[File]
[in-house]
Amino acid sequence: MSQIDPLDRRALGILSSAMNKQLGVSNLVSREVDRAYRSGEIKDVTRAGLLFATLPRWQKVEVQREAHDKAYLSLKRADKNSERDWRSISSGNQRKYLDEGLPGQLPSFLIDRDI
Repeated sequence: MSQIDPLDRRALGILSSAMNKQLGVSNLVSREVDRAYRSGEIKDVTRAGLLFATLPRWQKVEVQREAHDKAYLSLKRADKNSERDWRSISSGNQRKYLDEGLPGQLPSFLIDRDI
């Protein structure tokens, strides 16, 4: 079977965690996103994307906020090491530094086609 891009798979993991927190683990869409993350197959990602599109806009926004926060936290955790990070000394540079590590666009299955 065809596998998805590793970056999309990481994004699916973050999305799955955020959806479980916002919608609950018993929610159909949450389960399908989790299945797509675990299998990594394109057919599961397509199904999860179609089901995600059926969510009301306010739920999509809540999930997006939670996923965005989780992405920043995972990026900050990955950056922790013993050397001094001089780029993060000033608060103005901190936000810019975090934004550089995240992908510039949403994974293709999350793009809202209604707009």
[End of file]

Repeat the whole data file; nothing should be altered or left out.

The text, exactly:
[in-house]
Amino acid sequence: MSQIDPLDRRALGILSSAMNKQLGVSNLVSREVDRAYRSGEIKDVTRAGLLFATLPRWQKVEVQREAHDKAYLSLKRADKNSERDWRSISSGNQRKYLDEGLPGQLPSFLIDRDI
Repeated sequence: MSQIDPLDRRALGILSSAMNKQLGVSNLVSREVDRAYRSGEIKDVTRAGLLFATLPRWQKVEVQREAHDKAYLSLKRADKNSERDWRSISSGNQRKYLDEGLPGQLPSFLIDRDI
């Protein structure tokens, strides 16, 4: 079977965690996103994307906020090491530094086609 891009798979993991927190683990869409993350197959990602599109806009926004926060936290955790990070000394540079590590666009299955 065809596998998805590793970056999309990481994004699916973050999305799955955020959806479980916002919608609950018993929610159909949450389960399908989790299945797509675990299998990594394109057919599961397509199904999860179609089901995600059926969510009301306010739920999509809540999930997006939670996923965005989780992405920043995972990026900050990955950056922790013993050397001094001089780029993060000033608060103005901190936000810019975090934004550089995240992908510039949403994974293709999350793009809202209604707009």